“This year’s Boat Race will be exceptional in many ways, not least because it will be rowed as we emerge from a pandemic on the course at Ely. It marks the end of a very hard year for the Clubs but one where many organisations made the right call in very difficult circumstances. The first call was to cancel the race last year. BRCL got that exactly right and although it was a hard decision making it early proved to be the right answer. The Clubs have done exceptionally well to keep the athletes engaged through the disruption and even with a multitude of reasons not to proceed this year the Clubs have persevered and despite the uncertainty, BRCL and the Clubs seem to have made the right call.
When this pandemic arrived we knew very little about what to expect except that there would be trouble for some time to come. Understanding a new pathogen well enough to make good decisions about how to manage it has not been easy but these two great Universities have provided remarkable contributions to the UK and global fight against the virus. The quality of the science in the Universities has allowed us to develop the UK’s own vaccine which is now at the forefront of taming the epidemic in the UK and will be the vaccine that more than any other saves the world. Similarly, the testing program has been underpinned by novel approaches pioneered by both institutions, modelling has been led by both and the core epidemiology and clinical trial platform has also come from us. Not everything has gone to plan in this pandemic, but the science response has been exceptional.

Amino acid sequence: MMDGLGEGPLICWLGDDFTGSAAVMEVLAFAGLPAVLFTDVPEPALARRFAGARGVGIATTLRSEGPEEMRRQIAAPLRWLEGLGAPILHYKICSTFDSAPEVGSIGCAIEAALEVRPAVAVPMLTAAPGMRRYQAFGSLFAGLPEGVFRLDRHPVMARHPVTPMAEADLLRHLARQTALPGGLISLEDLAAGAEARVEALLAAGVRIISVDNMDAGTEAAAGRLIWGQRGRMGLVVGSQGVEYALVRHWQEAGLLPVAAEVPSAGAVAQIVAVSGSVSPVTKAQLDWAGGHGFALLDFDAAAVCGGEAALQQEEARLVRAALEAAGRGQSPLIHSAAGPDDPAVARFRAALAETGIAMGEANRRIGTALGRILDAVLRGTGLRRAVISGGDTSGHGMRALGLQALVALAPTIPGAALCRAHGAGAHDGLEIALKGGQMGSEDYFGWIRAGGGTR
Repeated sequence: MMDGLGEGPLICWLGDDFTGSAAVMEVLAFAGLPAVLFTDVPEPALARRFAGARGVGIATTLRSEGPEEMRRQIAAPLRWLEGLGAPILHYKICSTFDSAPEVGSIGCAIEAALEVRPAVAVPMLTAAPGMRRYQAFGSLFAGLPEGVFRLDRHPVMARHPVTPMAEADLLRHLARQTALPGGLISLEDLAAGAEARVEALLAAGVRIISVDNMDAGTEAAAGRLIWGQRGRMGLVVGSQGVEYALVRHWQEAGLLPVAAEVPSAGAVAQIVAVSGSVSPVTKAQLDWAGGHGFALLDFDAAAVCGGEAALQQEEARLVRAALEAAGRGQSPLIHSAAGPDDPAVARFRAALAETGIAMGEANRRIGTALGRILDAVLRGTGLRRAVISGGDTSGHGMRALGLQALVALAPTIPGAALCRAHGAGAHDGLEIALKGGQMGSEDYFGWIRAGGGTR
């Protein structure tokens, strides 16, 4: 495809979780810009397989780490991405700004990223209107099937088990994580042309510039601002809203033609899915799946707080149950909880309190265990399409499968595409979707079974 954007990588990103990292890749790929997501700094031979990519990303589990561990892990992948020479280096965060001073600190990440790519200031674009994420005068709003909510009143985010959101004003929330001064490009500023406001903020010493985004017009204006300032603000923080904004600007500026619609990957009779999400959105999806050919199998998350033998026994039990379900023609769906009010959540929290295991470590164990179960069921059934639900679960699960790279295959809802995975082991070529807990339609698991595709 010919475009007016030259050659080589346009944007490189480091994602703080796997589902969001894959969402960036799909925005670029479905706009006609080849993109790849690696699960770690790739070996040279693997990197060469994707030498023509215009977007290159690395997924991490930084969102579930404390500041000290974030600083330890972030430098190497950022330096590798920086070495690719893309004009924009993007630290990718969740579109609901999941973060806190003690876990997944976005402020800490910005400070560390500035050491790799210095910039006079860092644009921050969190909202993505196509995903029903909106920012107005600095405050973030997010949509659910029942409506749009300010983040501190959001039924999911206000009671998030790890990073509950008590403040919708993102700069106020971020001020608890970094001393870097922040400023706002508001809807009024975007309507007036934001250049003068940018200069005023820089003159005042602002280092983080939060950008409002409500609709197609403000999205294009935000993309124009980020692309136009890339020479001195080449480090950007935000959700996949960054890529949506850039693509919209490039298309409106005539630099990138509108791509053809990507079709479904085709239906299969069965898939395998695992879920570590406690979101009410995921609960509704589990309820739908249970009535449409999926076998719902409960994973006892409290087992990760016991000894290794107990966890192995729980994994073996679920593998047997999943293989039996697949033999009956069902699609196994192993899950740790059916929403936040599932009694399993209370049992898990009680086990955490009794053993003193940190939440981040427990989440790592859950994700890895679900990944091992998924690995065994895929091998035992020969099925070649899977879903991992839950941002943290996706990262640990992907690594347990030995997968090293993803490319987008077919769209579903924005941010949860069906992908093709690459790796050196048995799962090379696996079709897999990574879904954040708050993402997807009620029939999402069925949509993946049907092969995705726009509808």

When asked by Sarah Montague on the BBC in November after we announced the vaccine data, whether we would be returning to normal by the spring, I predicted ‘Yes, Yes, Yes’. What I really was thinking was that we would have a Boat Race again this year and my prediction has turned out to be pretty accurate. There will be some more bumps on the road, but this event is a tell-tale sign that normality is returning.”